European Association for Public Administration Accreditation



A proper summing up of the programme means we must first re-stress its main goals, as formulated by the proposal:


Goal 1: Address key public policy problems in Central and Eastern Europeand the NISin order to promote social and economic development and democratization.

Goal 2: Build partnerships between higher education and government in Central and
Eastern Europeand the NISas a means of strengthening government problem-solving and civic capacity.

Goal 3: Support the further development of public administration education in Central and
Eastern Europeand the NISin an effort to train new generations of public sector leaders, informed by international developments in public administration.

Goal 4: Leverage local capacity provided by NISPAcee by forming
a sustainable partnership and building on past
USsupport to Central and Eastern Europefor meeting mutual development objectives in the region.

Goal 5: Engage US universities in a new generation of development partnerships.


The analysis in previous parts of the evaluation, and details provided by annexes fully prove that the programme fulfilled all its goals. Many important public policy problems were included in projects; these included training and its quality, leaderships, auditing, health care delivery, human resources management, policy-making skills, public financial management, advisory capacities and strategic management.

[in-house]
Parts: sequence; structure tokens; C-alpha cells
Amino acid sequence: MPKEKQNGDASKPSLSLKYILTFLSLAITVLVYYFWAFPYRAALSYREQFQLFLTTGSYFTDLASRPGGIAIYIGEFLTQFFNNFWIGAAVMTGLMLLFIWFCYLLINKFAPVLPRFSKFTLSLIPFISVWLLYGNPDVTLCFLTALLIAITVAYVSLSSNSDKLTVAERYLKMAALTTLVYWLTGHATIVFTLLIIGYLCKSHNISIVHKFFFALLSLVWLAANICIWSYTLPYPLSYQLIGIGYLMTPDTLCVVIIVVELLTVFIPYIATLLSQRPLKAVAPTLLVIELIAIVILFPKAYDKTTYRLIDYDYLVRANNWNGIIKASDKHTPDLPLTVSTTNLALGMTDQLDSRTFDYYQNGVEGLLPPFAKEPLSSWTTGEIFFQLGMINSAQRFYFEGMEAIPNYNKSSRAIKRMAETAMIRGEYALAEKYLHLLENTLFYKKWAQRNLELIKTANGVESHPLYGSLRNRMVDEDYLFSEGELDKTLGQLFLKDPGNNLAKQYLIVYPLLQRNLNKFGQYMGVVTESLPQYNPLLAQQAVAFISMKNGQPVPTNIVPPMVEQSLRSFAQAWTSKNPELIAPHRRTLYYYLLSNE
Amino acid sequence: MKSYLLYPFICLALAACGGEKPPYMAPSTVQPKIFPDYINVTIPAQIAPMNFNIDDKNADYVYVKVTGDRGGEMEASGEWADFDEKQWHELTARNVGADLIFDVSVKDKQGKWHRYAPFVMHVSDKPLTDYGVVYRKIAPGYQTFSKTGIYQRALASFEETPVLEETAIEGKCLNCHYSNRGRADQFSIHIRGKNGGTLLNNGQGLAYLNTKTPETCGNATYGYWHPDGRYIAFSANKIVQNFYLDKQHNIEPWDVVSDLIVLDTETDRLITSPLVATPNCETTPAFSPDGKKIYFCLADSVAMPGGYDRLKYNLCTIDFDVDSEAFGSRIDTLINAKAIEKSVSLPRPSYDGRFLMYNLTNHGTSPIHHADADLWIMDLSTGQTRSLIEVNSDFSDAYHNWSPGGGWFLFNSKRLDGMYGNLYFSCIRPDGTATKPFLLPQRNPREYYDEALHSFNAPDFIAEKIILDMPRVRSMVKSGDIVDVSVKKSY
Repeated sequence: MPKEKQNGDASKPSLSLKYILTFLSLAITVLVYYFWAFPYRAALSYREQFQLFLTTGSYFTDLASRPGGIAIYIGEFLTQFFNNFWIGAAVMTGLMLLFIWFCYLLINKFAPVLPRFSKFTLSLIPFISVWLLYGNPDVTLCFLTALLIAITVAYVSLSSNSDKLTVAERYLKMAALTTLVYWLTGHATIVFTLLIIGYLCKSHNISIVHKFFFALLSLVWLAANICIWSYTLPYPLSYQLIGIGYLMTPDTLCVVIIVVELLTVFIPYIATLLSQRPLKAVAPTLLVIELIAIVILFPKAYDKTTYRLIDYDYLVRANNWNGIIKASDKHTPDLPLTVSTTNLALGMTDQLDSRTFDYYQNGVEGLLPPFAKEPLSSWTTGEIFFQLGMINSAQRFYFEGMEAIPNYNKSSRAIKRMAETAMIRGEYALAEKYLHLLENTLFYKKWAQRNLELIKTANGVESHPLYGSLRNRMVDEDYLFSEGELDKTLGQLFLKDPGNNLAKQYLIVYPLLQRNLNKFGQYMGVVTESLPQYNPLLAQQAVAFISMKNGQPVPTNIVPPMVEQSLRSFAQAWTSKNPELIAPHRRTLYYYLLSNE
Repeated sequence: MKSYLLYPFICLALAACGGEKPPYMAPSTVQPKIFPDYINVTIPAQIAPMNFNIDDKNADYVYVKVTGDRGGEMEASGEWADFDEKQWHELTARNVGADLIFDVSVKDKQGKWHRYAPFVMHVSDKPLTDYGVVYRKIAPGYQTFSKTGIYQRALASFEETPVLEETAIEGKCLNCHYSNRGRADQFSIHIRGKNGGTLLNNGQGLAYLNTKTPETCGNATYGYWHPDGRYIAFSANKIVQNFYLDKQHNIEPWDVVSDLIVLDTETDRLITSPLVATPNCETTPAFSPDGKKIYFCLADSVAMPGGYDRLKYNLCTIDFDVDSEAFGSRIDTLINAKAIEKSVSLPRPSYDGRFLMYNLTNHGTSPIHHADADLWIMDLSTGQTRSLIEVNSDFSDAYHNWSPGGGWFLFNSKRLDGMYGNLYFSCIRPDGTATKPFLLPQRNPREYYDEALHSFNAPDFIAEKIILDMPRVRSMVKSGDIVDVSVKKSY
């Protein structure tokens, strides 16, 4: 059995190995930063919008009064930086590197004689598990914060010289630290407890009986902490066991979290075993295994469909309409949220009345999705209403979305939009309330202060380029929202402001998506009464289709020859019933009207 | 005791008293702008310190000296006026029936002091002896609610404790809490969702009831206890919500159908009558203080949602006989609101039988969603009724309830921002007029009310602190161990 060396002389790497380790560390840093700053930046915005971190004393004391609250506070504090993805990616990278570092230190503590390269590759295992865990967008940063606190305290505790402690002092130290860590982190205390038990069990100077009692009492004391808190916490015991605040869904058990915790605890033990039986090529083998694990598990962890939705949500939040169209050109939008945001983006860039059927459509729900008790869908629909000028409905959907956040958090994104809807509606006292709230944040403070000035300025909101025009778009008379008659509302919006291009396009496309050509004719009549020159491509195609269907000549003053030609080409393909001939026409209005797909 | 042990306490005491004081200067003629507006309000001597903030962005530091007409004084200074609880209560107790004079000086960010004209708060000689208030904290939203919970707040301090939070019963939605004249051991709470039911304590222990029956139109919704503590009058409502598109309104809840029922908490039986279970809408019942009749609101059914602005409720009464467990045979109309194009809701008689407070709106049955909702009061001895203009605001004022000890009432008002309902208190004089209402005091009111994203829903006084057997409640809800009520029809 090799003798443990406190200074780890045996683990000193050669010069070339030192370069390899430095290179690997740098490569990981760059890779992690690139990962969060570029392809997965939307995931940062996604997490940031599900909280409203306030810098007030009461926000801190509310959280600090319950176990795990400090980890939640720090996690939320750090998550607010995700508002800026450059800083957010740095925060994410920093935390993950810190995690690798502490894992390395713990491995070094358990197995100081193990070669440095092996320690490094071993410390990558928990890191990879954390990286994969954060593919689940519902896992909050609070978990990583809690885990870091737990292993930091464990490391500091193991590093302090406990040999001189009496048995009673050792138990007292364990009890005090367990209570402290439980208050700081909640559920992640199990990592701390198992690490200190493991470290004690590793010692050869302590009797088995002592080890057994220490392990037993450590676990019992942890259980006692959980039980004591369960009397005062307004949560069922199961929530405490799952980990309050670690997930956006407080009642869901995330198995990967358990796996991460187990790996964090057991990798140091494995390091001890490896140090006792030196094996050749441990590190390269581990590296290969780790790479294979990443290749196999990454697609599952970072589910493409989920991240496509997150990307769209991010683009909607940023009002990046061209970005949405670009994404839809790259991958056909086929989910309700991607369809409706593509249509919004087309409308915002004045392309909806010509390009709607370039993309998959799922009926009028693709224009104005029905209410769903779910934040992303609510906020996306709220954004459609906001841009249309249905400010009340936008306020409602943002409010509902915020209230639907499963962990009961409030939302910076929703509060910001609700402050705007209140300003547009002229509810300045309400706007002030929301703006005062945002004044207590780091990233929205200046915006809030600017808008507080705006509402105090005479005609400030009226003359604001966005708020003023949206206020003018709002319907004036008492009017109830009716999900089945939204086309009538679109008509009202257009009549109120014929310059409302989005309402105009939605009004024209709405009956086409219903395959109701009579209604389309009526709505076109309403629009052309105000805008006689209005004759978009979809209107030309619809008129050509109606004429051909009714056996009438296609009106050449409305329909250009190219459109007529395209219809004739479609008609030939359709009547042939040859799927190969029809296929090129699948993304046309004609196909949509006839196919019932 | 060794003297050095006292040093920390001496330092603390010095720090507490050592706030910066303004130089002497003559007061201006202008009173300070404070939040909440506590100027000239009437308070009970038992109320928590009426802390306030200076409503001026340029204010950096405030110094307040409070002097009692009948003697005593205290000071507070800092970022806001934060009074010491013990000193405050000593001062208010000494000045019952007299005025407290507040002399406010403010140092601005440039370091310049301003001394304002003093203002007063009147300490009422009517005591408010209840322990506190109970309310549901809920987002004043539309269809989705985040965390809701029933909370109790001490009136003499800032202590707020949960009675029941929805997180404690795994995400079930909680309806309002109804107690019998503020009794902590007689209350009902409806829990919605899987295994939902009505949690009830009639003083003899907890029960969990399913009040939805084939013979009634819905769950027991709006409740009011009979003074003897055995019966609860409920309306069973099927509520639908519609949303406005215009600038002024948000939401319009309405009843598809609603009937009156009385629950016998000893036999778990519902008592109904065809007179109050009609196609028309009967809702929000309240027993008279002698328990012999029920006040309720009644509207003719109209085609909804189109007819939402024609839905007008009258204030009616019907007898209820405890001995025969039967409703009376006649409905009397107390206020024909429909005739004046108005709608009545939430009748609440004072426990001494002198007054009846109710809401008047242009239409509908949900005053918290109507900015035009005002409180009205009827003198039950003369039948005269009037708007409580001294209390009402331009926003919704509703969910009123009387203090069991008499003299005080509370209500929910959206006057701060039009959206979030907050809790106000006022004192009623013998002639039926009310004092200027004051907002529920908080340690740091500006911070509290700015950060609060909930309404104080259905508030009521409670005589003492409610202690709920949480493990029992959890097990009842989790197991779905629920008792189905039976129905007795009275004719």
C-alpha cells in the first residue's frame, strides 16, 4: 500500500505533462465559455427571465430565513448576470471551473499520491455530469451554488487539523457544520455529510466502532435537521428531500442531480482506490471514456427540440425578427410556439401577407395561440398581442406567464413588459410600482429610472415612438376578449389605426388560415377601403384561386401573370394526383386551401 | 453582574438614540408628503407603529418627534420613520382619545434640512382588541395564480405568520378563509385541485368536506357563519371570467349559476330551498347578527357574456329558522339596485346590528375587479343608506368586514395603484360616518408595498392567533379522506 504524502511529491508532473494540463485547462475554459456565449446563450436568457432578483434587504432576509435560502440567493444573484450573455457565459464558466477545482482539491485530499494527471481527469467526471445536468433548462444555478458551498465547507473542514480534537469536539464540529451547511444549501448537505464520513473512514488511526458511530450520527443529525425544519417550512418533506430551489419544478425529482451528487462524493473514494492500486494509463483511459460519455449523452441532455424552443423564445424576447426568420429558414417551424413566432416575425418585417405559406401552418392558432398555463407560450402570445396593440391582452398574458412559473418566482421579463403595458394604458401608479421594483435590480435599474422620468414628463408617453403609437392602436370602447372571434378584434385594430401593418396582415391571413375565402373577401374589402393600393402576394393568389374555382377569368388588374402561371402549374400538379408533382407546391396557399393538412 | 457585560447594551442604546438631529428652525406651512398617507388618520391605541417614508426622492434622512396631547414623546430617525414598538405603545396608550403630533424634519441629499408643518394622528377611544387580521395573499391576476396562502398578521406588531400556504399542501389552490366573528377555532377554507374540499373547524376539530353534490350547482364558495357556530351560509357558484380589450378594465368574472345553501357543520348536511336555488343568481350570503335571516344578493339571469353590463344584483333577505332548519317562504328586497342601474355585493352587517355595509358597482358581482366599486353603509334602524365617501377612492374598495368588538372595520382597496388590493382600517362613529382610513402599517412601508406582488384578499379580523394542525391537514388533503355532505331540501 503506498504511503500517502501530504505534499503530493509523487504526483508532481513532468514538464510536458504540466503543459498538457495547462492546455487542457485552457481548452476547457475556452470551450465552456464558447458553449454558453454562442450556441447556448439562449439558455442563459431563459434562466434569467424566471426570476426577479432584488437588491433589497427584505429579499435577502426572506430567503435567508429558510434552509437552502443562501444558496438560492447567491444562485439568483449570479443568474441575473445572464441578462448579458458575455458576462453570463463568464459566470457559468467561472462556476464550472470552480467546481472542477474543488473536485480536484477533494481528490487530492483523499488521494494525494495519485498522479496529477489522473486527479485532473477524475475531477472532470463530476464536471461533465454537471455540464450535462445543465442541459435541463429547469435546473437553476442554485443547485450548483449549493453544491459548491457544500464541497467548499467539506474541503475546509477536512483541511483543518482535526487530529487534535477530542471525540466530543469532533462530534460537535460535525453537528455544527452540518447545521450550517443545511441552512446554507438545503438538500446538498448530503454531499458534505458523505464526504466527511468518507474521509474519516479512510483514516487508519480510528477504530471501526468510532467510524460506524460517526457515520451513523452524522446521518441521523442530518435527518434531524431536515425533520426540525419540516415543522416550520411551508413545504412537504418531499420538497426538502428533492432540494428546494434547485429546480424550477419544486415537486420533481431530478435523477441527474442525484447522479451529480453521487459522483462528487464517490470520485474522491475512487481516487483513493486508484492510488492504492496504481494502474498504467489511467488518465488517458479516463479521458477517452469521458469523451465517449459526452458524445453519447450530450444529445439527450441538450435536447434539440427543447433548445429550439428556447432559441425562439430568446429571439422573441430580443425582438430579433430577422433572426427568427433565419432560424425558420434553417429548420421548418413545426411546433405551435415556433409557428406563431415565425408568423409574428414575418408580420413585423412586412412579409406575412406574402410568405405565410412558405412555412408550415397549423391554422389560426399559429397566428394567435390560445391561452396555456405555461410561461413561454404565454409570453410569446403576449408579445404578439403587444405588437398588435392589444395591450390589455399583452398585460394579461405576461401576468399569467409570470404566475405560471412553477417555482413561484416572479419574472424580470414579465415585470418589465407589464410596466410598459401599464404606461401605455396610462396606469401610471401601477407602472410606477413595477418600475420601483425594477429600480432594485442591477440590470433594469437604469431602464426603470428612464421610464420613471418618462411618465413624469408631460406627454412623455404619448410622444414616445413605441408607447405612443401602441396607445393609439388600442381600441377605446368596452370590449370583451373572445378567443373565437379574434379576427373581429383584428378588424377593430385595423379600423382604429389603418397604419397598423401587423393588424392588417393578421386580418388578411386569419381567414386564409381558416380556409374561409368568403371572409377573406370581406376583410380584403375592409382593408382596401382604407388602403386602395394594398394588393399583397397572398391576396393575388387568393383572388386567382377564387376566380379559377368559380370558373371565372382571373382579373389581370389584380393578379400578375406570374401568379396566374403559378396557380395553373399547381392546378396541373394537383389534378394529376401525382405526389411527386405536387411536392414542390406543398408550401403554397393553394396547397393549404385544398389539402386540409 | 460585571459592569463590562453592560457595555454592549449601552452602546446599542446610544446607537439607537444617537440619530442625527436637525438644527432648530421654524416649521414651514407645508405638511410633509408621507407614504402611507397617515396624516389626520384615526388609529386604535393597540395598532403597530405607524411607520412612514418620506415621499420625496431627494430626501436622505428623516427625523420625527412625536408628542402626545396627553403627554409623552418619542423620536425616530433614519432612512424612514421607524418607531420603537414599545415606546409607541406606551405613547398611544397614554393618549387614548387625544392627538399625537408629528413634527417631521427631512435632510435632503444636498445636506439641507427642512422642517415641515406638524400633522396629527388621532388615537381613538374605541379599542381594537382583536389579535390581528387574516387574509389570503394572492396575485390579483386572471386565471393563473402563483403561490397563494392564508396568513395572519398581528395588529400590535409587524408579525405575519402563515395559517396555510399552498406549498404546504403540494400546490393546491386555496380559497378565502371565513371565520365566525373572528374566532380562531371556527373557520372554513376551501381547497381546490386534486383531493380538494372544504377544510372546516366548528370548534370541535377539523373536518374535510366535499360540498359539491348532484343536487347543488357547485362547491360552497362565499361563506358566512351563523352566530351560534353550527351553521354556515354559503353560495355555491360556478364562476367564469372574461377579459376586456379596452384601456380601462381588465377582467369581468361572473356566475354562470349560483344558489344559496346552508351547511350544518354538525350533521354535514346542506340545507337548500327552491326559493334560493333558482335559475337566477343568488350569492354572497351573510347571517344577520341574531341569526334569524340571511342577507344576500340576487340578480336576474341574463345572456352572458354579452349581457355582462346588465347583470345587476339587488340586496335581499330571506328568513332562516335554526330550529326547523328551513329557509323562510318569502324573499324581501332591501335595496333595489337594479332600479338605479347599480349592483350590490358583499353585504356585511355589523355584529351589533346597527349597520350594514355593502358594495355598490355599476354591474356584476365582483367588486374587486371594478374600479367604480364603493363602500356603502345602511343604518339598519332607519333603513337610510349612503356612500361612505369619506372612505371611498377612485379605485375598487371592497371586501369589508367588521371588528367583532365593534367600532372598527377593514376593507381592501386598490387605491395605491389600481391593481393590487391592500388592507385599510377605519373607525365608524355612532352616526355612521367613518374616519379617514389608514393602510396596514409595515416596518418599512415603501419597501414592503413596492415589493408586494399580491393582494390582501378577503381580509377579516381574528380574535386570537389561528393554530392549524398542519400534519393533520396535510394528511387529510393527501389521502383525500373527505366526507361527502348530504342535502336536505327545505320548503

Pre-conditions for awarding the project included letters of endorsement by respective government levels and a willingness to cooperate with academic and training institutions in CEE. In spite of the fact that the same quality of cooperation with government was not achieved, the programme contributed significantly to the building of partnerships and, in some cases, functioning as the starting impulse for joint activities which will continue after the programme is finished. This issue is important for all CEE counties, and in some of them the creation of cooperation represents an important tool with which to cope with the old-fashioned behavior of public officials.


There is no doubt the programme strengthened the institutional capacity of all participating CEE academic and training institutions. New courses and curricula were developed, and books, textbooks, research protocols and training manuals published. Many participants gained additional educational, training, research and cooperative skills.


The position of NISPAcee in the region was strengthened. The project contributed to what had already been achieved in the region via a comprehensive set of its activities, supported by key international players including major US contributions provided by USAID, Pew trust, OSI and many other donors.


The programme was also an important step forward from the point of view of the engagement of US universities in CEE in a new way, adopting to the changing situation in the CEE region. (Some of recipient countries, for example, are already EU members, and shall be handled accordingly.) A one-way channel was replaced by an open trajectory; it included important flows coming from all connected points: west to east and east to west, but also from east to east. 


Taking all this into the account, our suggestion is to evaluate the Joint NASPAA–NISPAcee Project “The Cooperative Governance Improvement and Technical Assistance project” as successful.